Collaborative governance and partnerships may not be appropriate for all disputes over public lands given the large scale of issues and regulatory frameworks in place. In addition, academics, practitioners, and potential participants alike have harshly criticized collaboratives (Blumberg and Knuffke 1998; Britell 2019; Duane 1997; McCloskey 1996). For example, some environmental groups have been skeptical of collaboratives because of power and economic imbalances between themselves and industry as well as skepticism about local control over federal lands and the optimal use of science for sound management decisions (Britell 2019; Moldavi 1996). There is also a concern of becoming “co-opted” by other interests, thus leading to suboptimal management plans (Moldavi 1996). Further, with policies favoring mobility and lack of permanence of many agency staff, long-term collaborative work and community relationship building can become challenging. Finally, Bodin (2017, p. 1) states that “no single blueprint exists for how to succeed by using collaborative approaches to solve environmental problems,” making each situation unique and requiring buy-in, trust building, and a development of a collaborative roadmap to facilitate a collaborative process to address public lands debates.
With the onslaught of climate change, however, the possibility of increased conflict over public lands as a result of drought, wildfire, insect outbreaks, higher temperatures, habitat loss, and other associated disturbances may require new ways of thinking and problem solving. As Beschta et al. (2013, p. 474) have warned:
Climate change affects public land ecosystems and services throughout the American West and these effects are projected to intensify. Even if greenhouse gas emissions are reduced, adaptation strategies for public lands are needed to reduce anthropogenic stressors of terrestrial and aquatic ecosystems and to help native species and ecosystems survive in an altered environment.
Many commentators argue that collaboration involving a wide variety of stakeholders has the potential to produce more innovative and creative approaches to natural resources management than standard top-down approaches (Wondolleck 1991; Yaffee 1998). As Keiter (2004, p. 25) has observed, “central authority has also exacerbated federal, state and local tensions over public land policy. While such conflicts are not surprising . . . they can create unnecessary management inefficiencies, frustrate legitimate local interests, and promote jurisdictional fragmentation.”
The potential trust building that collaboratives can produce will also be essential to adapting to climate change effects, as they create what Yaffee and Wondolleck (1995) call “knowledge pools and relationsheds.” An example of such an effort is located in Harney County, Oregon, home of the infamous Malheur National Wildlife Refuge occupation discussed in chapter 15. The US Fish and Wildlife Service, local ranchers, environmental groups, and other stakeholders formed the Harney County Candidate Conservation Agreement with Assurances (CCAA) to develop a program and management plan “that would implement sage grouse conservation measures while providing assurances of regulatory protection to local landowners” (Taylor 2016, p. 39). The impetus for the Harney County CCAA was a possible listing of sage grouse under the Endangered Species Act on Bureau of Land Management lands. While there were many disagreements between stakeholders, the efforts were ultimately successful as the group adopted a science-based management plan developed by the Eastern Oregon Agricultural Research Center, which is a cooperative effort between Oregon State University and US Department of Agriculture. These efforts were so successful that the Harney County CCAA became the model adopted by all other Oregon counties with sage grouse populations (Taylor 2016). In fact, while some Harney County residents sympathized with some of the messages by the occupiers of the Malheur National Wildlife Refuge, the collaborative survived the occupation and continues to operate successfully today.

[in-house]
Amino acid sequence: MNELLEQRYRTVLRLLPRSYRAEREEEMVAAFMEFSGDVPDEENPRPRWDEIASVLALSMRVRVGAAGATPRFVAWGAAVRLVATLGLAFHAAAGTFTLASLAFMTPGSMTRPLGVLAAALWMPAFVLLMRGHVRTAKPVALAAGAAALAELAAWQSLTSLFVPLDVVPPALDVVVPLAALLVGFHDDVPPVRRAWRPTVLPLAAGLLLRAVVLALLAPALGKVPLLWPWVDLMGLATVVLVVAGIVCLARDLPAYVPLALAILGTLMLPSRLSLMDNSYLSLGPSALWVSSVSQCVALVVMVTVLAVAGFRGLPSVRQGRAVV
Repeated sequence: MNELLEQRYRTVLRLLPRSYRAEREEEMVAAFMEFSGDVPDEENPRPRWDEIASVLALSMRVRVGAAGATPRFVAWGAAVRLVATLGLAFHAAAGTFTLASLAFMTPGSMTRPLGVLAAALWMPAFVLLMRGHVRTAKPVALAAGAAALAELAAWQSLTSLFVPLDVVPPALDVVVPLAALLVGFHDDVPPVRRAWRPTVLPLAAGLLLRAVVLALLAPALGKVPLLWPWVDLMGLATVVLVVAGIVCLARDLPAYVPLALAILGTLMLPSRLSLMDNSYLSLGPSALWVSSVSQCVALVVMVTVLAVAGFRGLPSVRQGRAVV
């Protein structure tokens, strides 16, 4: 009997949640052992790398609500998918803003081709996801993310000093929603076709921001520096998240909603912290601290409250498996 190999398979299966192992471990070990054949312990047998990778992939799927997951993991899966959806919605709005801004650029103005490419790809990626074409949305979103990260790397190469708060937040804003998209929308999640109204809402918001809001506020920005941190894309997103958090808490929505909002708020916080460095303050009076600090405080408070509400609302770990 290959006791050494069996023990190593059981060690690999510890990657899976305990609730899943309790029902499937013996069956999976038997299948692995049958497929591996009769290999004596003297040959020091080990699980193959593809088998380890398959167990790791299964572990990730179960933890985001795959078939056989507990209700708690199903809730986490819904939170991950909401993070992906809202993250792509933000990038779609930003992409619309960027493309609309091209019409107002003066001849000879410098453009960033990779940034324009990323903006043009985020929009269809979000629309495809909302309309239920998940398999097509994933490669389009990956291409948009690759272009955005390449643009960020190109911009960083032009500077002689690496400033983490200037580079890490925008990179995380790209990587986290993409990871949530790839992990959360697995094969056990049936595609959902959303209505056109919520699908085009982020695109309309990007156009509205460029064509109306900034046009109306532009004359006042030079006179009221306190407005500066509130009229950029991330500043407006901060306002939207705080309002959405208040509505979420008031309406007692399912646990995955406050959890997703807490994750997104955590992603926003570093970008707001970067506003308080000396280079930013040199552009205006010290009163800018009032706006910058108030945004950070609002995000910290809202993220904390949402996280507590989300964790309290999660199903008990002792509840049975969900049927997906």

After examining several successful and unsuccessful sage grouse management efforts in three western states, Taylor (2016) concludes that collaborative approaches were much more effective than the traditional top-down “expert” approach. Taylor (2016, pp. 186-187) also has the following advice for collaborative processes:
Building trusting relationships takes time and effort. It requires effective communications and agencies that are able and willing to engage with stakeholders in an open and flexible manner about the nature of the problem, the constraints involved in addressing the problem, possible actions that could be taken, and the potential consequences of those actions. It requires taking the experiences and perspectives of diverse stakeholders seriously, and giving them fair consideration. That does not mean that decisions must be universally supported by all stakeholders, which is not feasible in cases with competing values and policy priorities. However, although some stakeholders may not be happy with a particular decision, most should be satisfied that their needs and interests were taken into account.
Although collaboration is not a panacea for all of the conflict surrounding western public lands and other approaches may be more effective, listening to each other and trying to find common ground will be essential as the climate changes and the potential for heightened conflict increases. Further, as it is in everyone’s best interest to protect the West’s valuable environment to ensure that all needs including ecosystem health, cultural values, and economic values are met, westerners will need to push back against divisive politics and work together to protect a landscape that all westerners value.